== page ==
Trainer's Corner: June 2016

Understand urban interface
Ed Brouwer
June 01, 2016
Written by
More than 50 firefighters and a helicopter battled a wildfire north of Puntzi Lake in British Columbia last July that grew to around 8,000 hectares. Wildfires burned more than 380,000 hectares in the province last year.
More than 50 firefighters and a helicopter battled a wildfire north of Puntzi Lake in British Columbia last July that grew to around 8,000 hectares. Wildfires burned more than 380,000 hectares in the province last year. Photo courtesy BC Wildfire Service
I’ve been fighting wildfires for almost three decades and have noted that there are not too many wildfires today that don’t threaten something. And in spite of all the great advances in cross training (wildfire and structural), firefighters are still getting overwhelmed in urban interface fire situations. With more and more people moving into the great outdoors, this challenge is going to increase.


Wildland fires are associated with out-of-control burning, high intensity, high flame lengths and high rates of fire spread. These fires, fed by high temperatures, low humidity, low rainfall and a build up of fire-prone vegetation that shares the space with manmade structures, can destroy communities. Each year there are thousands of forest fires in Canada and more and more often they are on the outskirts of populated areas.

One reason urban wildland interface fires are increasing in frequency is the good job wildland firefighters have been doing in the area of suppression. Yes, we are too good at suppression. In many areas, vegetation is no longer burned off naturally and there is less fuel management, which means vegetation volumes are so high that 80 to 100 tonnes of fuel could burn per hectare in a fire that would normally burn five to 10 tonnes per hectare.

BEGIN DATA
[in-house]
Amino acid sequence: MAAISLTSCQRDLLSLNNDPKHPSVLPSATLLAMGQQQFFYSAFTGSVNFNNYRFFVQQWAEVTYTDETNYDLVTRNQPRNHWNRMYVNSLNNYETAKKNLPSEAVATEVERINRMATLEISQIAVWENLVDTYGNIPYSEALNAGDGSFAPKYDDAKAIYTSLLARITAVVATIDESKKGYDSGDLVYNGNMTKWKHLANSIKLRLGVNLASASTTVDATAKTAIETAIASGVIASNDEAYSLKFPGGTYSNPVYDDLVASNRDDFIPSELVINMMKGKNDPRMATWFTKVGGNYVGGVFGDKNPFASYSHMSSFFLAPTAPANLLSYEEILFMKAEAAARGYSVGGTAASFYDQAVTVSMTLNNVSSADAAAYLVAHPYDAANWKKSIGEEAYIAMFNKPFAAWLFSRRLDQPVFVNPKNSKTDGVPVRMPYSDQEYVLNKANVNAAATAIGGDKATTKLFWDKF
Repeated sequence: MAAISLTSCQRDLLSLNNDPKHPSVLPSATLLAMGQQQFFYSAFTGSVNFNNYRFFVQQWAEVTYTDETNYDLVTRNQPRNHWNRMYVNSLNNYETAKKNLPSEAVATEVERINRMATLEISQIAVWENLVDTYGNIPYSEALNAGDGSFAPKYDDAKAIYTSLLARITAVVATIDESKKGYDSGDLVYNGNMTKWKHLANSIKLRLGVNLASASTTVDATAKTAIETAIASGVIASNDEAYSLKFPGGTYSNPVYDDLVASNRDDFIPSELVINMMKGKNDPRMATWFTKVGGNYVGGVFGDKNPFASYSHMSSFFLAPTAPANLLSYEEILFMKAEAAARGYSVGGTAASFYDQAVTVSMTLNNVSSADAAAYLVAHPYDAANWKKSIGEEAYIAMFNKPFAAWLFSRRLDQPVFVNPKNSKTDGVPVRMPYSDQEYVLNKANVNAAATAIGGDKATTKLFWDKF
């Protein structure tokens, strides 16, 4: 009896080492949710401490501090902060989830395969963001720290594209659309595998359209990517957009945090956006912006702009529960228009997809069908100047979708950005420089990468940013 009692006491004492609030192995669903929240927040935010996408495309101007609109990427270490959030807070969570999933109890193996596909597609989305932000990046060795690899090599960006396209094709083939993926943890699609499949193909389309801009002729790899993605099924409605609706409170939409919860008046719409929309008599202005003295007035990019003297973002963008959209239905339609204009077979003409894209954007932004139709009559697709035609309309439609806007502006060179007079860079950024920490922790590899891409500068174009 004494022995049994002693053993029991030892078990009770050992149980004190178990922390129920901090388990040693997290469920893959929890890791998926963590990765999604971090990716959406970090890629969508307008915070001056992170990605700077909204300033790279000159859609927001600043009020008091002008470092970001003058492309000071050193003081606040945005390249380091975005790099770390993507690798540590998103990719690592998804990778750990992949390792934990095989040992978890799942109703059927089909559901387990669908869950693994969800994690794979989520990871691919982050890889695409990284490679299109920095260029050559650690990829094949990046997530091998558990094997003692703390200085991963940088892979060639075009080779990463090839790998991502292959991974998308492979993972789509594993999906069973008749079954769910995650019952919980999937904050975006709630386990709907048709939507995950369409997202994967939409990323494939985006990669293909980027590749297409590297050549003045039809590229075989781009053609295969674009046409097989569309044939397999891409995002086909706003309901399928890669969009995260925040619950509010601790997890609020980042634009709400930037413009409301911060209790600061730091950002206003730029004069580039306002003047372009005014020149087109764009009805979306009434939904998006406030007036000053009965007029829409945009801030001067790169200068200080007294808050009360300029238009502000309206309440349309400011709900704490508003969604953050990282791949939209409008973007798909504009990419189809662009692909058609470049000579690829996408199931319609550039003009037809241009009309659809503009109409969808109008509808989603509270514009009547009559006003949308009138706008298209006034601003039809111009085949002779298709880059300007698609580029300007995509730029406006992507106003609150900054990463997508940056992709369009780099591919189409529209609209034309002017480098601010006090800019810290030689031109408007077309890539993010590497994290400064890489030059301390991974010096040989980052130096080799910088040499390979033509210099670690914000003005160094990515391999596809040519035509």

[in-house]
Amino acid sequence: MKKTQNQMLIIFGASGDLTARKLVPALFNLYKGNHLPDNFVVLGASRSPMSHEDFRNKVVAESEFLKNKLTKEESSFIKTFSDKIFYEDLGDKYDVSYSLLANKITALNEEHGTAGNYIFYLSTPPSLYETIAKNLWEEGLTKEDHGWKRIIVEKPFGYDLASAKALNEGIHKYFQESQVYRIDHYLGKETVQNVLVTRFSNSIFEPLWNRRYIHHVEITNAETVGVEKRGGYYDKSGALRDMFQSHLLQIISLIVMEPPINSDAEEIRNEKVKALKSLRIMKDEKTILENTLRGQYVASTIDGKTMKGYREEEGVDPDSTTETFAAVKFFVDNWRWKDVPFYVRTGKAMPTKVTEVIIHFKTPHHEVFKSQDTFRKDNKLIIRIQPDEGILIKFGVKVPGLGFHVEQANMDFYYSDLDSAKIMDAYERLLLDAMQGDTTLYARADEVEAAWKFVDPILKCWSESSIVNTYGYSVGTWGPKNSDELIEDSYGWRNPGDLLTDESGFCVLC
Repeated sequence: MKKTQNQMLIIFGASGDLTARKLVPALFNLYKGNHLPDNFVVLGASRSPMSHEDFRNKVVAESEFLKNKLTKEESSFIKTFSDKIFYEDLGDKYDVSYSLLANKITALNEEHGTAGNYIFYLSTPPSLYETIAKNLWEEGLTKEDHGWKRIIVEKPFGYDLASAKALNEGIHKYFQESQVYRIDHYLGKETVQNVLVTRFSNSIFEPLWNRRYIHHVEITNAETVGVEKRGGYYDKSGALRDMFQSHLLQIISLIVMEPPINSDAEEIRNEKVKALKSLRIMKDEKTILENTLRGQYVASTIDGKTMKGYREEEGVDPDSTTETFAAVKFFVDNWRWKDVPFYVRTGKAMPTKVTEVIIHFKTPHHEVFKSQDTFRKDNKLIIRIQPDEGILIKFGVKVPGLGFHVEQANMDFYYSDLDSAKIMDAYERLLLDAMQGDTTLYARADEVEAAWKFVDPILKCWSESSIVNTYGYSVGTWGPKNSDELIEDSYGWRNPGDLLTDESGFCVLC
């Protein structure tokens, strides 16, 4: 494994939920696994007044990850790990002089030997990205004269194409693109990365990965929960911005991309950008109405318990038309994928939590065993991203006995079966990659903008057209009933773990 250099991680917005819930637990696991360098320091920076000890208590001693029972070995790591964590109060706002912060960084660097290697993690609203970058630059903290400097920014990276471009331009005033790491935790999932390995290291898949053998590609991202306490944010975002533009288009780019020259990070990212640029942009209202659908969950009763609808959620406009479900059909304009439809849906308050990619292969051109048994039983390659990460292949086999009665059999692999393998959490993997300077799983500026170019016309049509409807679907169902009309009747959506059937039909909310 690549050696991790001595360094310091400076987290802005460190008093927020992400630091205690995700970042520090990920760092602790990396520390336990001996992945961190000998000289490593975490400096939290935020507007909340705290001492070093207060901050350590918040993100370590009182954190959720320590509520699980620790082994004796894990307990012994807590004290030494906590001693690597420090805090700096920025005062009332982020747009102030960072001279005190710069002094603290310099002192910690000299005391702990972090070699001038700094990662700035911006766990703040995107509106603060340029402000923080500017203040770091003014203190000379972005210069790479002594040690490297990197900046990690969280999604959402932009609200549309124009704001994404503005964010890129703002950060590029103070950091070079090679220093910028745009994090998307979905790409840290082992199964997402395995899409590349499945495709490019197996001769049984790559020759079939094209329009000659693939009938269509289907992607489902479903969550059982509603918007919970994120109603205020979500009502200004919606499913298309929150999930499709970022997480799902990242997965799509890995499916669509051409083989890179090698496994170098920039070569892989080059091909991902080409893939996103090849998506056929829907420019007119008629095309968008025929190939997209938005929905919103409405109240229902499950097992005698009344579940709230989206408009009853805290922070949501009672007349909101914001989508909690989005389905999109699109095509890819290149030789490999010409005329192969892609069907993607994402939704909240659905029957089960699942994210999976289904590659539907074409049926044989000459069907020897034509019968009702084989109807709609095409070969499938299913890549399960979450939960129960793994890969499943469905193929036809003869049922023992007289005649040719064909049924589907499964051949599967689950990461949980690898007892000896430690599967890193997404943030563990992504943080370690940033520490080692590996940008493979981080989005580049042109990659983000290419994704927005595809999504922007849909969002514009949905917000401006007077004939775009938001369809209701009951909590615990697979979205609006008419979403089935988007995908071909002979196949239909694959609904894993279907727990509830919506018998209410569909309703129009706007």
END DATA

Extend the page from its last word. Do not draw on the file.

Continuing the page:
Although controlled or prescribed burning, (also known as hazard reduction) is a viable technique used in forest management, it is becoming more difficult due to the increase in population. I witnessed this during the 2003 Okanagan Mountain Park fire, which was started by a lightning strike and eventually forced the evacuation of 27,000 residents, consumed 239 homes and scorched more than 250 square kilometres. Sixty fire departments, 1,400 armed forces troops and 1,000 forest firefighters were largely helpless in stopping the fire storm: there had not been any prescribed burns on the mountain; and the fuel load was more than one-metre deep. Firefighters struggled to dig hand guards, and the multiple retardant drops served only to anger this fire dragon. The duff was so deep that the fire ate its way under the retardant, seemingly unaffected. The burning ground fuels produced such intense heat that the convection column was dropping burning embers at a distance of more than 2.5 kilometres; these quickly turned into hotspots and in some cases cut off our escape routes.

The growth of development in wildland regions now, in most cases, precludes the practice of allowing a wildland fire to burn out naturally. As I said, few wildfires today are not a threat to something. My crew and I were on that Okanagan Mountain fire from its birth Aug. 16 to its death Sept. 24 – 39 days I’ll not soon forget.

These particular types of fire incidents can quickly overwhelm even the most experienced firefighter. Firefighters must be trained (given permission) to write-off a house if it meets a certain hazard criteria – we call this structural triage.

Start by getting your firefighters to see houses as fuel rather than homes. Firefighters must be taught how to decide when to let houses burn. Triage comes from the French, meaning “to sort.” In the sorting process, homes are classified as savable or write-offs. A home is a write off if it is already burning when the firefighters arrive, or when it is not safe for the firefighters to stay and fight the fire.

Houses are typically triaged based on the intensity of the fire, the proximity of vegetation, the flammability of the house and firefighter safety. Houses with cedar siding and roofs, wooden porches and vegetation growing close to the house are more likely to be written off.

The No. 1 triage factor should always be firefighter safety. A house stands a chance of being written off if it is at the end of a narrow driveway with no turnaround and no safe place for the firefighters to fight the fire.